Specific: Be specific on what you want, for example “I want to buy my granddaughter a new bicycle.”·
Measurable: Give your goal a benchmark. For instance the bicycle costs $150 and your granddaughter’s birthday is eight months away. Put aside an easy $20 a month and come August, you won’t feel the pinch. ·
Attainable: Make your goal realistic. Saying you want to get the top of the range bicycle may not be attainable with $150. Instead think about what is within your means.
Relevant: The goals have to make sense to you. It’s not practical to work toward a goal that doesn’t fit your need. Of course, the need here is purely to treat your loved-ones! ·
Timely: Set a definite target date. Set a date, for example your granddaughter’s birthday, and work towards it.
These SMART goals can be applied to anything you want to set your mind to, from birthdays and treating your family to trips abroad and taking up that new hobby you’ve always wanted to try.
Try something new – and go and enjoy your well-earned money!
If you have always had a tendency to use cash a lot in your daily life, this may be the best time to learn about the best alternative to cash - a debit card. While being a great way to look after your money and not worry about overspending, debit cards trump cash in many respects - it's more secure, easily replaceable even if you lose it without having to worry about losing any of your own money and being accepted in places that cash isn't. In fact, usage of debit cards is growing fast because people find it a quick, convenient and safe way to spend their well-earned money and banked people around the world are increasingly relying on debit cards to pay for purchases.
If you already prefer to use cards rather than cash, you may already know that most banks only offer credit cards based on your annual income. If you are not earning a regular salary, it may be a challenge to get a credit card. With debit however, it is directly linked to your bank account so there are no issues with your bank having to offer credit, plus you still get all the benefits of credit – it can be used online, in shops, over the phone and it can be used around the world for when you decide to take that overseas holiday.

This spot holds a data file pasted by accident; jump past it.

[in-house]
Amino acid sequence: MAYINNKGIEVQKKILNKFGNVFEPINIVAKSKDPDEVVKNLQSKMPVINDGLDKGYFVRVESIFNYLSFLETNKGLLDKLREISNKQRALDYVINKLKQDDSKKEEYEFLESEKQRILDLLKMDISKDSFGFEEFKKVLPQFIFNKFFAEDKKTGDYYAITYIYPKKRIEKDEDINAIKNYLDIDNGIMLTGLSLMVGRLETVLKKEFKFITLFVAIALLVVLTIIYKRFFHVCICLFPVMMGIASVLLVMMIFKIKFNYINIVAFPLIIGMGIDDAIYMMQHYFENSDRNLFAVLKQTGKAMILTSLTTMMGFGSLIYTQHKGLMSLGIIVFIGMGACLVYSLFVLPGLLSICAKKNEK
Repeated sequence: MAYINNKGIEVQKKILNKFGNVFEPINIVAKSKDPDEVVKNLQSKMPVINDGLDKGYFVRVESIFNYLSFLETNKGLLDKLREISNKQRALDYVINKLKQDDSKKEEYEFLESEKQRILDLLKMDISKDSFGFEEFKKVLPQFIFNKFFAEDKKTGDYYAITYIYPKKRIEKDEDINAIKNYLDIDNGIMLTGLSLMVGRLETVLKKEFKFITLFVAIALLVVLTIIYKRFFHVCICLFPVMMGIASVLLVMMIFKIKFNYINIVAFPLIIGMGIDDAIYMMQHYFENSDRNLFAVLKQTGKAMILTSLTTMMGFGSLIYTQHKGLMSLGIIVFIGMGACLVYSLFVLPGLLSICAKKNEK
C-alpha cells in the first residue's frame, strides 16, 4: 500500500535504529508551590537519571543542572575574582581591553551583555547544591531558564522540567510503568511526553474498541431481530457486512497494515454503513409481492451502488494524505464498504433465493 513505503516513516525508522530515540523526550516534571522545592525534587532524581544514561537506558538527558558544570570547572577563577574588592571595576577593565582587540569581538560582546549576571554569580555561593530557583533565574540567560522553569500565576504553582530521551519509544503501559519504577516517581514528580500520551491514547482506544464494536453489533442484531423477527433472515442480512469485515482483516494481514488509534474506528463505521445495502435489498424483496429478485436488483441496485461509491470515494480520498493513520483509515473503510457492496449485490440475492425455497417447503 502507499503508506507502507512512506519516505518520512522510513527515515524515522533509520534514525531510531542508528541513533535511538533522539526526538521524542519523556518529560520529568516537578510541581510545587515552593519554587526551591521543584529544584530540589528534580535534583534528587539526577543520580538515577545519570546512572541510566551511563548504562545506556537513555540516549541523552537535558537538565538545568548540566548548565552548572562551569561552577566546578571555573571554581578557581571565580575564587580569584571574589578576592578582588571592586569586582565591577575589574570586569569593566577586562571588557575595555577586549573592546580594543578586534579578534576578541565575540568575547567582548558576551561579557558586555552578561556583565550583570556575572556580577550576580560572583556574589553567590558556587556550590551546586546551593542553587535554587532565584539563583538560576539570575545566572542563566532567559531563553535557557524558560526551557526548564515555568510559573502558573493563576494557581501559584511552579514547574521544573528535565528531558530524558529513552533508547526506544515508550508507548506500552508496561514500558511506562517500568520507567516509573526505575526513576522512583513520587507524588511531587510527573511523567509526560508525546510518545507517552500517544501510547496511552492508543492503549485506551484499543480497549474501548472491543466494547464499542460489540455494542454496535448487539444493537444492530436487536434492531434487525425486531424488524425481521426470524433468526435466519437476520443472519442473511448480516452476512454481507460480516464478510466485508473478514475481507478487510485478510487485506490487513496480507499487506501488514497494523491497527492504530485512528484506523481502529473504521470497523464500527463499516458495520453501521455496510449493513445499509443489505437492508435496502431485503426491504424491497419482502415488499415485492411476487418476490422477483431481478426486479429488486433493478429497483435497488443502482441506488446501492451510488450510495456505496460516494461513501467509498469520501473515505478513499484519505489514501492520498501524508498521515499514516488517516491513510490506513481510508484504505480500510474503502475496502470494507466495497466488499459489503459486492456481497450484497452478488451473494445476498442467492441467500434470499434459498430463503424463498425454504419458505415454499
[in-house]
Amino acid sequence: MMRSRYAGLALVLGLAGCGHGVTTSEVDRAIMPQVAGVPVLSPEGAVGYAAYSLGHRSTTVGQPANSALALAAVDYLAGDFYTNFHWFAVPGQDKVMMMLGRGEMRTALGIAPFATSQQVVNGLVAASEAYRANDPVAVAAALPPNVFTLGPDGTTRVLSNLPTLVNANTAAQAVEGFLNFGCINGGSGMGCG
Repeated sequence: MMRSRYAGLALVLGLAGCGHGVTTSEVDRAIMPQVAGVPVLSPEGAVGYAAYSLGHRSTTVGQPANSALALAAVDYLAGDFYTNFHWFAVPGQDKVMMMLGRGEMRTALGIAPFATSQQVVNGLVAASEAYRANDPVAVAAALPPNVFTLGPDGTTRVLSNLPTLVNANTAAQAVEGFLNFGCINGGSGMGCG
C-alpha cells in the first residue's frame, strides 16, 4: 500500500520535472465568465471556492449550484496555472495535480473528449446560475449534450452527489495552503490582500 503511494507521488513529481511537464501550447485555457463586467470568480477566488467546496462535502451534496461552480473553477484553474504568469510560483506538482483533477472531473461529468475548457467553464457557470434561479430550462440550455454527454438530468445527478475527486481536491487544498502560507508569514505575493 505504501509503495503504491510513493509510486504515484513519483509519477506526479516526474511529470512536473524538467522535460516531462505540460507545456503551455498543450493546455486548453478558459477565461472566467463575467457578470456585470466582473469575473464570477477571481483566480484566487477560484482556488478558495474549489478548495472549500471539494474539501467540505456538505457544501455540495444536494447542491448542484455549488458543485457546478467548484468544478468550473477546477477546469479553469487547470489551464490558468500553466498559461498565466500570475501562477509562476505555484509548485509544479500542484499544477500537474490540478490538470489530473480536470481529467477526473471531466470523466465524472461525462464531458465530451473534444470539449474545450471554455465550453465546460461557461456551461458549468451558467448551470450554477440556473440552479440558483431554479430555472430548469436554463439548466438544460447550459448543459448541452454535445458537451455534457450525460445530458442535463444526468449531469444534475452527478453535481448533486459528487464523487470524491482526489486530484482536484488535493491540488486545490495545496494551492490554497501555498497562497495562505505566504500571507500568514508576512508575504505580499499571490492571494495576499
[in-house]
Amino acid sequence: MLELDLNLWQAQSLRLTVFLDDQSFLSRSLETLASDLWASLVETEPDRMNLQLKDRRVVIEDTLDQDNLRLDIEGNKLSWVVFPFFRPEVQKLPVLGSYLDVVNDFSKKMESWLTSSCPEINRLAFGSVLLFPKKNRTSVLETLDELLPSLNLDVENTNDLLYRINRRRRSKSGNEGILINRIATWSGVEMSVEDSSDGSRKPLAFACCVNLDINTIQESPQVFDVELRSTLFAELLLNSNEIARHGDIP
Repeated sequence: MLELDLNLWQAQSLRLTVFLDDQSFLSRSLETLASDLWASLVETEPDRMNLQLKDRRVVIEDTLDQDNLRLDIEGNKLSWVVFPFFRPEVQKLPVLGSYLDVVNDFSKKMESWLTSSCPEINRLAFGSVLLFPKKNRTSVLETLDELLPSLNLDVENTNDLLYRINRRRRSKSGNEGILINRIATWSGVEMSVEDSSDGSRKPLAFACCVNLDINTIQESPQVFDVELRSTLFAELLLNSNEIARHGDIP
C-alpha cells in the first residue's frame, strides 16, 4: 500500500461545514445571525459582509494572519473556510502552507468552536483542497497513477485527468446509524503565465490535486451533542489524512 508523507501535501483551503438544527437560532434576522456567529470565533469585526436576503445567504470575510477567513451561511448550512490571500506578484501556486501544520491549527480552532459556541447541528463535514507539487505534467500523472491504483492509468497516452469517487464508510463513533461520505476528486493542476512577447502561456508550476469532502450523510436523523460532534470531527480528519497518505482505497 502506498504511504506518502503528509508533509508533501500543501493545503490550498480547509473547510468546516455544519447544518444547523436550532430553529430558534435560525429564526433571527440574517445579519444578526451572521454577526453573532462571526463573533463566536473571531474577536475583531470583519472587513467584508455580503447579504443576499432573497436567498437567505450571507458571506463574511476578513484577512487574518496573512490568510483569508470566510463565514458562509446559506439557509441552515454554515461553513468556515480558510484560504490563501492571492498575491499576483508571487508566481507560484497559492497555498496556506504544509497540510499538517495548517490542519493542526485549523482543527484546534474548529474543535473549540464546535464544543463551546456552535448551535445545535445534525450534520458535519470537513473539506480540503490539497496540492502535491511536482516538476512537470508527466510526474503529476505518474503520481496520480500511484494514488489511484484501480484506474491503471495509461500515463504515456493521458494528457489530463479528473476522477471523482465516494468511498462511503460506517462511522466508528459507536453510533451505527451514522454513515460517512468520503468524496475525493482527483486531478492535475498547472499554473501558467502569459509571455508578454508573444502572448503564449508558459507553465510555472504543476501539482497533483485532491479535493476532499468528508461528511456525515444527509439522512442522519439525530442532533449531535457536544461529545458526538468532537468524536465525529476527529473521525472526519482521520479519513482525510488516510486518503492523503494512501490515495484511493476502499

Furthermore, you can avoid carrying large amounts of cash around with you so your retirement funds are protected. So take a load off your feet and impress your grandchildren with your skills at buying your essentials and paying bills on the internet or over the phone. It means you don’t have to queue up at banks or merchants and can spend more time enjoying other activities! Savings from online merchants and group-buying sites means the fun stretches on for you and your loved ones. Looking after your finances does not have to be difficult, time-consuming or boring. With a little organization and smart spending you can look after your bank balance and still enjoy every moment of these Golden Years!
Brian McGrory, Head, Consumer Debit Products – Asia Pacific, Central Europe, Middle East and Africa, Visa